the 'Nautical Almanac' office under the provisions of the superannuation scheme, and died at Twickenham on 23 Dec. 1895 of heart disease, the premonitory symptoms of which had early impeded his activities. His grave is in Twickenham churchyard. He married in 1846, and had six children.
Hind joined the Royal Astronomical Society on 13 Dec. 1844, acted as its foreign secretary 1847-57, and as president 1880-1881. In 1847 and 1851 respectively he was chosen a corresponding member of the Societe Philomathique and of the Academie des Sciences of Paris; he was a fellow of the Royal Society both of London and of Edinburgh, being elected to the former on 4 June 1863; the university of Glasgow conferred upon him an honorary degree of LL.D. in 1882, and the academies of St. Petersburg and of Lund inscribed him among their associates. He was thrice the recipient of the Lalande prize, and gold medals were conferred upon him by the Royal Astronomical Society in 1853 (besides an equivalent testimonial in 1848), by the Royal Society) and by the King of Denmark for his detection of the first comet of 1847; and his profile figured on the obverse of a medal struck by the French Institute in 1869 to commemorate the discovery of the hundredth asteroid. The bestowal of 100l. from the Royal Bounty Fund in 1851, and of a civil list pension of 200l. a year in 1852, more substantially rewarded his services to science.
He wrote: 1. 'The Solar System, 'London, 1852. 2. 'An Introduction to Astronomy, to which is added an astronomical Vocabulary,' published in Bohn's 'Standard Library' in 1852, and in several subsequent editions. 3. 'The Comets: a Descriptive Treatise. With a Table of all the Calculated Orbits,' London, 1852; translated into German by J. H. Madler in 1854. 4. 'The Illustrated London Astronomy,' 1853. The great comet of 1556, of which he predicted the return in two pamphlets, first for the year 1848, then, perturbations being allowed for, about 1858, failed to verify either forecast. He, however, successfully traced the apparitions of Halley's comet back to 11 B.C., was a diligent student of Chinese cometary annals, and computed the orbits of forty-three comets, as well as of many asteroids and binary stars. Numerous communications from him were included in scientific collections, notably in the 'Monthly Notices' and the 'Astronomische Nachrichten,' and his letters to the 'Times' on astronomical occurrences appeared at intervals during forty years. The results of a comparison supervised by him of Burckhardt's and Hansen's Lunar Tables, 1847-65, formed an appendix to the 'Monthly Notices' for 1890, vol. 1.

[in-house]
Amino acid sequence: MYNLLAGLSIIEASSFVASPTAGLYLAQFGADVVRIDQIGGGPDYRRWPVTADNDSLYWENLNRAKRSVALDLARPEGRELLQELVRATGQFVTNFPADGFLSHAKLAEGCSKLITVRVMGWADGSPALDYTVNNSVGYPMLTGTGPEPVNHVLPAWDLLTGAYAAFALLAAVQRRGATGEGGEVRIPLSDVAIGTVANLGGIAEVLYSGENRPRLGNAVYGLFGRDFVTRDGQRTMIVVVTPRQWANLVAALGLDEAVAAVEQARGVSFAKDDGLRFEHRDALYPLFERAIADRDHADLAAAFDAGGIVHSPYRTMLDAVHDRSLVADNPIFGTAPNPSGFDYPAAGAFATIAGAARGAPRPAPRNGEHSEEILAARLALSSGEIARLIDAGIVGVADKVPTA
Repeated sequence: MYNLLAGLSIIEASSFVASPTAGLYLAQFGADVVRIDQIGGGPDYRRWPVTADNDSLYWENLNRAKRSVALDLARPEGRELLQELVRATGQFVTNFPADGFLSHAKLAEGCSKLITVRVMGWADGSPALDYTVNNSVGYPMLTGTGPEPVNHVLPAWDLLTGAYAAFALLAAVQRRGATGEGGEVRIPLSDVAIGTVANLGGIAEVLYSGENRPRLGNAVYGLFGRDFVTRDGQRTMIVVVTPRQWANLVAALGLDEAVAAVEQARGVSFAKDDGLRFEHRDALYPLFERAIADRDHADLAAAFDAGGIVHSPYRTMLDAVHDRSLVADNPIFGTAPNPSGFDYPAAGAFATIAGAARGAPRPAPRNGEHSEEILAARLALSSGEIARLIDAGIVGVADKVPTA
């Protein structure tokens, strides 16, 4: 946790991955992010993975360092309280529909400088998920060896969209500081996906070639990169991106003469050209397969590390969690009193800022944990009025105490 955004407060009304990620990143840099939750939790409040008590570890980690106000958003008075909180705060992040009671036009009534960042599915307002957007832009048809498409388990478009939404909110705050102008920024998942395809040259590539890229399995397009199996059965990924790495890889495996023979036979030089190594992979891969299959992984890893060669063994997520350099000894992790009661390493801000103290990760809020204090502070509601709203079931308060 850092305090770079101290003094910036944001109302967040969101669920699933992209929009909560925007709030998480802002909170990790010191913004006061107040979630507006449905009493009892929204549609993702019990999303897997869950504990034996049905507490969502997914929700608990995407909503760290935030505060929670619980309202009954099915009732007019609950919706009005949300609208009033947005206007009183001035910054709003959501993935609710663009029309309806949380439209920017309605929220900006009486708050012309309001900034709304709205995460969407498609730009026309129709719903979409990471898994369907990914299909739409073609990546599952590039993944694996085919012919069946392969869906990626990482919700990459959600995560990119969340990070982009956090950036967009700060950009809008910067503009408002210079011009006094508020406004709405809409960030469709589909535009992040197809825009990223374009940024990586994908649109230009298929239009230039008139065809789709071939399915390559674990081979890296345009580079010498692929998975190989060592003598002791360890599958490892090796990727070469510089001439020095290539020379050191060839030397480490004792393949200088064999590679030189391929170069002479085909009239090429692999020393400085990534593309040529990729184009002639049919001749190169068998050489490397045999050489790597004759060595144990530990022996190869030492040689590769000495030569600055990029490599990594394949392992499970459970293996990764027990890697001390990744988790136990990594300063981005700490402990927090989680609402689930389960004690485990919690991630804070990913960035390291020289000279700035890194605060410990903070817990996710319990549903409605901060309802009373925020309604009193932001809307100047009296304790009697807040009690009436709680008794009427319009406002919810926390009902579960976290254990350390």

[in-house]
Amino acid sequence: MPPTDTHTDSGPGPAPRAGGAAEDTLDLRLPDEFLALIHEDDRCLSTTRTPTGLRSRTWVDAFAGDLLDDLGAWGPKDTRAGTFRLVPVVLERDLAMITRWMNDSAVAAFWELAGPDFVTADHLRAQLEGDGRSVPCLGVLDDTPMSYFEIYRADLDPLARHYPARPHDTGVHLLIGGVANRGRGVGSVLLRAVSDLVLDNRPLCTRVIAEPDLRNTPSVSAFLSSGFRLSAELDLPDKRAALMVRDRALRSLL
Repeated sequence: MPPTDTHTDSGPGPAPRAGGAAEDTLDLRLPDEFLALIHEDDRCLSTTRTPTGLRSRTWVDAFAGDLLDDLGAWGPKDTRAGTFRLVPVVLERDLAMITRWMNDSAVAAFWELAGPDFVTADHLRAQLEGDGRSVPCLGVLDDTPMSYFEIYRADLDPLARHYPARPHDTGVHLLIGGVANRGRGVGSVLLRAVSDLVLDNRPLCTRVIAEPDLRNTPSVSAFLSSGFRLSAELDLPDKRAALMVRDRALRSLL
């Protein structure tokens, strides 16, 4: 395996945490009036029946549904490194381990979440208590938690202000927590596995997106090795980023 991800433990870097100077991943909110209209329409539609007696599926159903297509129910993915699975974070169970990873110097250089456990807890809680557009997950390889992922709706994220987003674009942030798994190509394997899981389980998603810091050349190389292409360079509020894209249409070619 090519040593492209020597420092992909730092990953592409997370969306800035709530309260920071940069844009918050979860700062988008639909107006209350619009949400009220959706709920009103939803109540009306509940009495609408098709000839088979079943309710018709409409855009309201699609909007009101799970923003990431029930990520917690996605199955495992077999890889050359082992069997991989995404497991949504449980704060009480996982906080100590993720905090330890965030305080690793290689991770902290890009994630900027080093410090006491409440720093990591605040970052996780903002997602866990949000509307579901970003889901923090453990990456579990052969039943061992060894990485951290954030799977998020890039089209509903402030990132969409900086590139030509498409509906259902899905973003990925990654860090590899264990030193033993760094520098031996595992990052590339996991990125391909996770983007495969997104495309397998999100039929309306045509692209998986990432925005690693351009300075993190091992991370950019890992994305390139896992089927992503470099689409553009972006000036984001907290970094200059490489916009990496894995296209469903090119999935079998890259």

[Monthly Notices Royal Astronomical Society, lvi. 200; Observatory, xix. 66, 89; Times, 24 Dec. 1895; Knowledge, xix. 63; Nature, liii. 201; Grant's History of Astronomy, p. 290; Clerke's Hist. of Astronomy during the Nineteenth Century; Wolf's Geschichte der Astronomie; André et Angot's L'Astronomie Pratique, i. 96; Addison's Roll of Glasgow Graduates, p. 267; Men of the Time, 1895; Royal Society's Catalogue of Scientific Papers.]
HINE, HENRY GEORGE (1811–1895), landscape-painter, born at Brighton, Sussex, on 15 Aug. 1811, was the youngest son of William Hine, a native of Hampshire, by his marriage with Mary Roffey. His father was at one time coachman to Mrs. Thrale, and afterwards a coachmaster at Brighton. The boy had no regular training in art, but taught himself to draw and paint from nature, and was encouraged by the vicar of a neighbouring Sussex village, who had a collection of water-colours by Copley Fielding, and taught Hine to appreciate the beauties of the South Downs. He painted for some years in Sussex, acquiring some local reputation by sea-pieces and scenes on the coast near Brighton, till he went to London and was apprenticed as a draughtsman to the engraver Henry Meyer [q. v.] On leaving Meyer he went to Rouen, where he spent about two years. He returned, first to Brighton, then to London, where he became a professional wood engraver, and in 1841 extended his practice to drawing on the wood for illustrated journals. Ebenezer Landells [q. v.], who was then projecting the publication of a landscape periodical called ‘The Cosmorama,’ sent Hine to make a drawing of the port of London on the block. A little comic sketch of a dustman and his dog, which he drew on the margin of the block, caught Landells's eye, and the latter engaged Hine as a contributor to ‘Punch,’ the first number of which had been published on 17 July 1841. Hine's first contribution appeared in September, and he continued to work for ‘Punch’ till 1844. He and William Newman were the chief of the regular artists on the staff before Leech took the lead. Hine contributed little black comic sketches, called ‘blackies,’ and cartoons (eight in all) to volumes iii–v. He also illustrated the first ‘Punch's Almanac.’ His most remarkable contribution, however, was the sheet of ‘Anti-Graham Wafers,’ an attack upon the home secretary, Sir James Robert Graham [q. v.], who caused certain private correspondence to be opened, in 1844. At the end of that year Hine withdrew from